We consider the problem of measuring the gradient of a magnetic field. Our scheme is to simultaneously estimate the strength of magnetic field at different locations through quantum measurements and then to apply the LSLF method. We employ a Natom spin chain as the probes, as shown in FIG. 1, to estimate the magnetic field gradient, where the jth atom is located at x_{j} = x_{1} + (j − 1)a, () and the uncertainty of the location x_{j} can be neglected. The Hamiltonian describes that each atom with two hyperfine spin states is coupled to the local magnetic field and it takes the form,
where B_{j} and are the magnetic field and Pauli operator of atom j and each atom has the same gyromagnetic ratio γ. The task of our scheme is to obtain optimal uncertainty bound of estimating the magnetic field gradient G that quantum mechanics permitted.
Initially, the atomic spins are prepared in a W state , where . Considering that there are multiple independent parameters being estimated, they should be investigated in common ground. Then by symmetry consideration, W state is a good choice in multiparameter estimation, which is largely different from singleparameter tasks. Further researches are needed to determine the best choice. For this closed quantum system, then the quantum state evolves under the action of magnetic field as , where due to Schrödinger equaiton. The initial pure state acquired multiple phases through the unitary transformation is given by
Because of an overall unobservable phase, it is proper to think that B_{1} = 0 always holds. Thus the covariance matrix Cov(B) and Fisher information matrix are size (N − 1) × (N − 1). Generalizing the expression of estimation for unitary dynamical processes^{33}, the quantum Fisher information (QFI) matrix is given by ^{52}, where , . By straightforward calculations, one gets , and , where δ_{m}_{,n} is Kronecker's delta. Then the (N − 1) × (N − 1) sized QFI matrix and its inverse associated with the estimation of the magnetic field in our scheme is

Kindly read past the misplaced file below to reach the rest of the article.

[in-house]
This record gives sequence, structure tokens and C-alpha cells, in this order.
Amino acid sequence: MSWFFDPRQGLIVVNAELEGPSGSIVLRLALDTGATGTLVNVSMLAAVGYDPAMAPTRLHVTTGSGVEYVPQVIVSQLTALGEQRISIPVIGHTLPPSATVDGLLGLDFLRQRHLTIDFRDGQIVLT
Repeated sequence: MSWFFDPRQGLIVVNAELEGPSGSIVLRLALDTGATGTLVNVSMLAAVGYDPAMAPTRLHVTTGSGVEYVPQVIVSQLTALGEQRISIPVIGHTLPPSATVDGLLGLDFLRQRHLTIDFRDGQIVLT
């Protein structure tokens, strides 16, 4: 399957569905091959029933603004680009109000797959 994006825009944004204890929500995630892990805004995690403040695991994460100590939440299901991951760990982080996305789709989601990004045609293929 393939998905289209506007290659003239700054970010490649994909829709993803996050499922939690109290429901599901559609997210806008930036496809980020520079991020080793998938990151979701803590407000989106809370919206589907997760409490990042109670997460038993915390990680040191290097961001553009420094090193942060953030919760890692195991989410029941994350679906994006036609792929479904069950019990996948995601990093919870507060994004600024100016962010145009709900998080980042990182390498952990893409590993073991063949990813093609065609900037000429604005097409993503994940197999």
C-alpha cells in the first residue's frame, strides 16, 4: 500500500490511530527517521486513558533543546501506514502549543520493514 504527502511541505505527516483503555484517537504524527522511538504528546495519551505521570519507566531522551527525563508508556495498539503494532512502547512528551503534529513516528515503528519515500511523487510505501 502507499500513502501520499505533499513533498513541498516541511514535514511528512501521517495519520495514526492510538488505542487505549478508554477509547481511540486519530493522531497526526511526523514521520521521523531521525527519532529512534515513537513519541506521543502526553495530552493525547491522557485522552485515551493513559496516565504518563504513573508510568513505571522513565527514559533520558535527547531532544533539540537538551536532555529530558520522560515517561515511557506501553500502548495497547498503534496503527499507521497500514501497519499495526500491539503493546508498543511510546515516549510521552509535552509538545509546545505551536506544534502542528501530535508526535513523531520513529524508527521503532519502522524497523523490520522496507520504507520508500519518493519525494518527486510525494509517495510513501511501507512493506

where m, .
Applying the LSLF method, we have the fitting gradient of the magnetic field as,
where , . Because each atom is separated with a distance a in the xdirection, then we get and . Thus the gradient of magnetic field is , where the coefficients are . Since the uncertainties of x_{j} are neglected, the quantum CramérRao inequality gives a lower bound on the variance of the magnetic field gradient
This bound is clearly a Heisengbergscaling accuracy for large N. And the commutability of corresponding symmetric logarithmic derivatives (SLD) guarantees this bound can be saturated.
Now, we turn to the problem of constructing measurement strategy that can achieve quantum advantages in multiparameter estimation. In this scheme, we construct two von Neumann measurement strategies, labeled by a, b respectively, , to be performed on the atomic spin chain as the following forms,
where . Both of these two sets of quantum states are orthonormal eigenstates of the coherence operator expressed as , see Ref. 25. To implement these two von Neumann measurements in experiment, it requires performing global operators on N atoms instead of local operators on each atom. On the other hand, based on quantum theory, we can also first make a corresponding unitary transformation on those N atoms, then perform the local measurements in computational basis. These theoretical measurement strategies set a new goal for experimental physicists. By performing these operations , one obtains the ratio of each outcome , then determines the parameters B_{j} through comparing these observed ratios with the probability distributions p(ξB). Based on the knowledge in the Methods section, one obtains the Fisher information matrices of these two measurement strategies, respectively,
see supplementary material for detailed calculations. For strategy b, the limiting process B → 0 is equivalent to the small phases requirement of local estimation theory in Method Section. For strategy a, we firstly choose the path B_{j} = (j − 1)Ga to approach the limit B → 0. It's interesting that the Fisher information matrix has the same expression if one supposes that B_{j} = (j − 1)Ga. So Eq. (10) takes the limit of B_{j} → (j − 1)Ga.